The Roar
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The ugly side of the fourth estate

Gillon McLachlan says there's no chance of a Tasmanian AFL team in the near future (AAP Image/Julian Smith)
Roar Guru
10th April, 2017
32
1611 Reads

I used to keep scrapbooks of Collingwood’s seasons. I’d read all the newspapers, cut out any Collingwood-related articles, and paste them into these huge yellow scrapbooks I bought from the newsagent.

There was actually an art to the way those articles fit the page – or the way I made them fit. It was painstaking, time-consuming, but something I loved doing because I loved reading everything about Collingwood, and wanted something I could look back on long after the seasons were gone.

Unfortunately, as life grew more hectic, I started to fall out of the habit. I collected the newspapers, and stacked them on my bookshelf with the intention of cutting out the articles and pasting them into a scrapbook, but as time went on, the stack grew higher.

Then I just stopped adding to it. I was just too busy. Well, at least that’s what I told myself. It’s only now that I realise that there was another contributor as to why I stopped – an ugly side of journalism had reared up, and it was one that I didn’t want to record.

The ugly side grew – disproportionately – as football itself grew as an industry. Football wasn’t always this behemoth.

In the 1970s and 1980s, you had Seven’s Big League (on Channel Seven) on Saturday nights, which would recap a quarter and a bit of the game of the round, and then give a little less time to one of the other games. If you followed a struggling team, you were unlikely to ever see them on a replay.

The Winners on Channel 2 did much the same thing as Seven’s Big League, although you’d get different coverage and different commentators, which was novel. If you were really lucky, you might get a different game altogether. Sunday, Channel Seven’s World of Sport looked at the round, and on Thursday night, you had League Teams – starring Lou Richards, Jack Dyer, and Bob Davis – which listed the team selections for that round. That was it really.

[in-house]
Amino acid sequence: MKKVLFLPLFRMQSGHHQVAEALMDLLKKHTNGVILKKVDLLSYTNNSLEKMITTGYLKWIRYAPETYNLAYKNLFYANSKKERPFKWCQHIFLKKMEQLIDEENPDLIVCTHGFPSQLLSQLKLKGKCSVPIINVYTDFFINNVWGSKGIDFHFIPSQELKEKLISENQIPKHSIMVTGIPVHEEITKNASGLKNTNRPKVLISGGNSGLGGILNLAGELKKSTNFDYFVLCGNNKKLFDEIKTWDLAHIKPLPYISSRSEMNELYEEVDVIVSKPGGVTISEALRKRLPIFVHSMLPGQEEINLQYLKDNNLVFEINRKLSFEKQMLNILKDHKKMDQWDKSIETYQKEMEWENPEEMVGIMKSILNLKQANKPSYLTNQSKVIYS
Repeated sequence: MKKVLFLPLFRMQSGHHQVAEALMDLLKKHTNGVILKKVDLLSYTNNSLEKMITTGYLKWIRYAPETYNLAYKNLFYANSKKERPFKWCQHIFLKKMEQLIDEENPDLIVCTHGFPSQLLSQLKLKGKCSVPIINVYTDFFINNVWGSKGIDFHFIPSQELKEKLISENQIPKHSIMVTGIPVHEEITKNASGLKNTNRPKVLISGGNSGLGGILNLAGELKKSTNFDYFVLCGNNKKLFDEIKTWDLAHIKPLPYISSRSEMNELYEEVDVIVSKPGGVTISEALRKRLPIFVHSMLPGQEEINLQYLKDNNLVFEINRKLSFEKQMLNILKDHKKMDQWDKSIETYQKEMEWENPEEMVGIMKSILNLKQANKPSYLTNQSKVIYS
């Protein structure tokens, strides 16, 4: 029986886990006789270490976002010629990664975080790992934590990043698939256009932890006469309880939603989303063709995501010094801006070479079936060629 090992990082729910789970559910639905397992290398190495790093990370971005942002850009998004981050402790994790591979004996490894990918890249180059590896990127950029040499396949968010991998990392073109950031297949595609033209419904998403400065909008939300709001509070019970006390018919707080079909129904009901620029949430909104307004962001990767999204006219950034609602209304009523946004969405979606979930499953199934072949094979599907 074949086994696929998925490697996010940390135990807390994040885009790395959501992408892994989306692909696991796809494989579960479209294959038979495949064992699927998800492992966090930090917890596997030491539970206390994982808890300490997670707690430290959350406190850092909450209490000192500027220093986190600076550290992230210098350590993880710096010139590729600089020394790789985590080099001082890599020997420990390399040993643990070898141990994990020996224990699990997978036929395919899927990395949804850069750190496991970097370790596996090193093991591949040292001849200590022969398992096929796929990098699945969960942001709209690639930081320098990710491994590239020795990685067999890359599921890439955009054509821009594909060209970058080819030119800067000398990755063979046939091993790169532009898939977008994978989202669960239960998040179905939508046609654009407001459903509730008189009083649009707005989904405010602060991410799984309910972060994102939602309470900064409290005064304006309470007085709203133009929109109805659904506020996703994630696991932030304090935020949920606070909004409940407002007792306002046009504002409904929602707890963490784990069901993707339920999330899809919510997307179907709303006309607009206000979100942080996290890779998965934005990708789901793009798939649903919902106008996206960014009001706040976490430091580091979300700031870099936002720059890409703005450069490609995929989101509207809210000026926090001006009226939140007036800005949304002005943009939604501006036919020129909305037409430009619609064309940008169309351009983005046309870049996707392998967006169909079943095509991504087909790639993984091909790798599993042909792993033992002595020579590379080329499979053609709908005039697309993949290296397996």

Then, as the game went national and players became full-time professionals, coverage expanded. Arguably, Channel Nine’s The Footy Show really kicked it off (although it was largely a reincarnation of the camaraderie and banter showcased on World of Sport). Channel Seven tried a number of different shows. The pay channels (in their various incarnations) did their own thing. Everybody explored boundaries, trying to find the right formula. This was the foundation being laid as media executives learned how to best serve the public their football fix.

Adelaide Crows AFL fans at Adelaide Oval

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Now it’s just wall to wall football wherever you turn. We have games ranging from Thursday night all the way to Sunday mid-afternoon (and, sometimes, beyond). There’s some football show on every day of the week. The radio station, SEN, basically cover the game 24/7. Football has gone from a national sport which had almost a niche identity to this omnipresent industry.

But as football’s evolved, journalism has devolved. Some journalists behave as if the game exists thanks to them, rather than the truth, which is they exist thanks to the game. They act is if the game is their plaything, as if they have every right to demand answers from clubs and players on issues that those clubs and players have a right to keep private.

We have journalists who hound players and clubs, who dredge up every conceivable angle to concoct a story, who exaggerate, and God knows if any of them are fictionalising to cover any gaps in an intended story. Every football show you turn on now will have a segment with some journalist giving us the inside scoop on something going on.

Now I should stop and say this isn’t criticism aimed at every journalist out there. There are still some great football writers. I’ve always been a huge fan of Rohan Connolly. You can tell he’s just a football nerd who loves the game and loves talking about it.

Some accused him of going soft on Essendon (whom he supports) during the supplements saga – but that’s not his thing; he’s not one to not only dredge up the ugliness, but exploit it for a quick headline.

You don’t see him muckraking. Emma Quayle’s another – you can see in her writing why GWS appointed her their first female recruiter. She’s excellent. Her love of the game and her knowledge shines through.

Glenn McFarlane is another I love to read – particularly his Collingwood retrospectives. On television, Gerard Whateley is brilliant – always insightful and fair. They’re out there, the good ones. But they usually don’t get the profiles of the others.

I won’t name them. You know who they are, though. Of course you do.

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My query is why they’re not held accountable for their reportage, why they’re celebrated, why they’re given positions with national coverage. Honestly, they make me not want to read newspapers (in hardcopy or online), or watch the bulk of the football shows on which they appear. They are smug, self-important, and thoroughly distasteful. If I want to see stuff blown out of all proportion and sensationalised for the sake of garish entertainment, I’ll find a Jerry Springer Show rerun – although at least Springer’s likeable.

Of course, maybe that’s all it’s about – ratings and sales, which is why they operate as they do, and with the impunity that they do. Maybe it’s why their employers entrust them. Maybe it’s why they seem prevalent and get all the cushy gigs and I’ve just outgrown football media and become irrelevant myself, a relic of an era where coverage of the game had nobility and integrity, and a journalist’s love of the game – rather than of their own profile – seemed their best qualification for why they did what they did.

I miss those days.